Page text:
No one was left in any doubt by the end of this tasting as to the appropriateness of Jancis Robinson’s remarks: “the best 2011 reds anywhere”. But more than anything, it was quite clear that there was a lot more to come from these wines … Stay tuned to find out more.

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Graham’s approach to winter pruning.

As the winter pruning concludes at Malvedos, there is time for reflection. Winter pruning is often thought to be the time of year when the mind switches into autopilot. But in Graham’s vineyards this is far from the truth. Pruning, which happens between November and February, is the single most important time of year in the lifecycle of our vines.

It is at this time that micro-viticultural decisions are made, which determine the individual future of every single vine and have a fundamental impact on the success of the next year’s crop of grapes. It is this that guides Graham’s approach and why we do not carry out mechanical pruning.

The other day, one of the men had just finished pruning one vine and was moving to the next one. He stood in front of it, bent over, examined the spurs where they grew out of the main cordon branch and examined each of the canes. Then after a few moments he made a few swift clips with his secateurs and moved on to its neighbour, where he repeated this process.

In those few moments, this pruner made the crucial decisions that will influence the growth of this vine over the next year. Its fate quite literally lay in the hands (holding the secateurs) of this man. It was then that the skill, knowledge and experience that these pruners have was fully impressed on me, proving that manual pruning of this nature really is an art form.

The pruners, guided by many years of experience, employ a different strategy for each vine in each vineyard parcel. In areas of low vigour, for example, they will reduce the number of fruit-bearing buds. This ensures that the yields of each vine are controlled in order to produce grapes of absolutely optimum quality. Each year, therefore, this strategy is altered depending on the present and previous year’s conditions. It is a dynamic process, designed in real time according to the needs of each vine.

Such individual care and personal attentiveness to the vines is unparalleled anywhere else in the world.

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Riedel glass tasting at Graham’s Lodge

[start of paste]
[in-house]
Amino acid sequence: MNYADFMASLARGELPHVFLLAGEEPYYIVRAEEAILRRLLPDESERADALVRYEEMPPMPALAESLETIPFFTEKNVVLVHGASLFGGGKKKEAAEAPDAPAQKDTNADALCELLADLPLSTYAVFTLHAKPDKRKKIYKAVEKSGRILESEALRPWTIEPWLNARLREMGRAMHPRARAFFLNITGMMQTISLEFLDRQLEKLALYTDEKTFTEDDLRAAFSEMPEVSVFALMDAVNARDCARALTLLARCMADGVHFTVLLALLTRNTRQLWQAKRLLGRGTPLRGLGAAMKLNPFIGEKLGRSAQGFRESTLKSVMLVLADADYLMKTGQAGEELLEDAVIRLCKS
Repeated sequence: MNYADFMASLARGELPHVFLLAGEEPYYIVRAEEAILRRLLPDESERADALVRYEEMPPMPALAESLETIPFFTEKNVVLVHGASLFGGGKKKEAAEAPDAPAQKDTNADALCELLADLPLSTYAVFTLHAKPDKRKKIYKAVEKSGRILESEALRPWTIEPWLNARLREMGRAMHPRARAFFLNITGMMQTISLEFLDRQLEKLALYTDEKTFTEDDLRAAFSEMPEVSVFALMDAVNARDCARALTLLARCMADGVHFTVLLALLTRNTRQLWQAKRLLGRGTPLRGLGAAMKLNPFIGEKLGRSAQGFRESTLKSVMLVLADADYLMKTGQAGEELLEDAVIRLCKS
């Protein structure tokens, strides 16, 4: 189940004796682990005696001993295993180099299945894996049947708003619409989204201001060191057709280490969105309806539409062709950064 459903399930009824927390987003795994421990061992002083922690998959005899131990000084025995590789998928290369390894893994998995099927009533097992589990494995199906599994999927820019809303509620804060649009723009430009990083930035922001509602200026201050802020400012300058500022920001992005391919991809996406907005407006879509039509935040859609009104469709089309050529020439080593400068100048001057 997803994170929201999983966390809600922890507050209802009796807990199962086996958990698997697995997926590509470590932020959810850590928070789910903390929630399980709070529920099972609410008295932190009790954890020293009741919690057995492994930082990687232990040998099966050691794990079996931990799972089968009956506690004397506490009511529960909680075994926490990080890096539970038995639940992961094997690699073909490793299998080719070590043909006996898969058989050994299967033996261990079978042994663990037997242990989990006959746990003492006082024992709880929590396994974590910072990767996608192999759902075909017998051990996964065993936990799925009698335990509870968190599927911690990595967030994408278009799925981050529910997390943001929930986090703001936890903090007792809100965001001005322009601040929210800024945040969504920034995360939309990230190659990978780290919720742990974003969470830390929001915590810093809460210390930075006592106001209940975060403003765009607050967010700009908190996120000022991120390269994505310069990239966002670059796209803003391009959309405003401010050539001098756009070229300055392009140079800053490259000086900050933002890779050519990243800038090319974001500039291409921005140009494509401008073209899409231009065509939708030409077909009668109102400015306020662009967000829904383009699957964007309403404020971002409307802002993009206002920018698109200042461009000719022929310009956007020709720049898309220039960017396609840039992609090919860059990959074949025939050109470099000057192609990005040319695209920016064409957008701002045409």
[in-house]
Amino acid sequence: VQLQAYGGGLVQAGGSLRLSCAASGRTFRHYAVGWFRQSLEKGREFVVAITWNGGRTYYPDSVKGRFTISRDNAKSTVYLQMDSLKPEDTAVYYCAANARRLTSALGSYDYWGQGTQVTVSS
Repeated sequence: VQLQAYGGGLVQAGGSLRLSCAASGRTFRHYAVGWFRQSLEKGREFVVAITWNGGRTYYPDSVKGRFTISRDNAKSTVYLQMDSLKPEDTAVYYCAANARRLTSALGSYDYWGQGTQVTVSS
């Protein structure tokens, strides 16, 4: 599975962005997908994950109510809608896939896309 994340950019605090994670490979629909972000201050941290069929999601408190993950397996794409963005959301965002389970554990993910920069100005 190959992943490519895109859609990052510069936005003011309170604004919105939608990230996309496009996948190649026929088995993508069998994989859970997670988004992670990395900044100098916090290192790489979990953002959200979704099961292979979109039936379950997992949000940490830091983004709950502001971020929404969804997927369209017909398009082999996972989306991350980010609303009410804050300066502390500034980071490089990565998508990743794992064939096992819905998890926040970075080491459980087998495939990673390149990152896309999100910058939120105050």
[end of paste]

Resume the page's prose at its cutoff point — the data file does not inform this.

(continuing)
Georg Riedel, the 10th generation of crystal glass makers in his family, held a unique tasting at Graham’s Lodge last week revealing how the shape of the wineglass influences the flavours and aromas of the wine.

The tasting showcased Riedel’s innovative Grape Varietal Specific range of glasses and was hosted at the Lodge by Portfolio Vinhos, distributors of Graham’s Port and Riedel’s glassware in Portugal.

By guiding participants through a tasting of three grape varieties, Touriga Nacional, Cabernet and Pinot Noir, Georg Riedel illustrated the crucial role that the glass plays in showing the wine at its best.

The reason for this is that the aromas of the wine are conveyed differently depending on the design of the glass and the size of its aperture: different varieties express themselves best in glasses of different shapes. Georg Riedel illustrated this by leading a tasting of the wines first in the same plastic mug, in which their characteristics were dulled and their individual expressiveness reduced. When in the glass specifically designed for them, however, each wine sang strongly and in its own unique way.

Likewise, the size of the aperture determines exactly where on the palate the wine is directed. The human palate has specific areas for sensing each of the principle components of taste. The right glass allows the natural balance of the wine’s flavours to be properly felt.

Georg Riedel held another tasting with us in Portugal a couple of years ago in a quest to discover the perfect glass to drink Vintage Port from.

Do you have any thoughts? Send us a comment.

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Wild Boar in the Vineyards at Graham’s Quinta do Vale de Malhadas

Walking through the vineyard parcel at Quinta do Vale de Malhadas early the other morning we came across proof of the infamous Douro wild boar. Proof, amidst the winter landscape, of this regions important biodiversity, which has a particular stronghold at Vale de Malhadas because of the 112 hectares of native scrubland that is conserved as a natural wilderness.

The mud on the track had frozen in the early hours of the morning preserving the hoof-prints of the wild boar that had passed through during the night.

These boars are native to the Douro and are often hunted. They can cause a lot of damage to property and vineyards, since they tend to forage with their tusks, digging up the earth like a plough.

In fact, our vineyards have previously been the victims of such damage.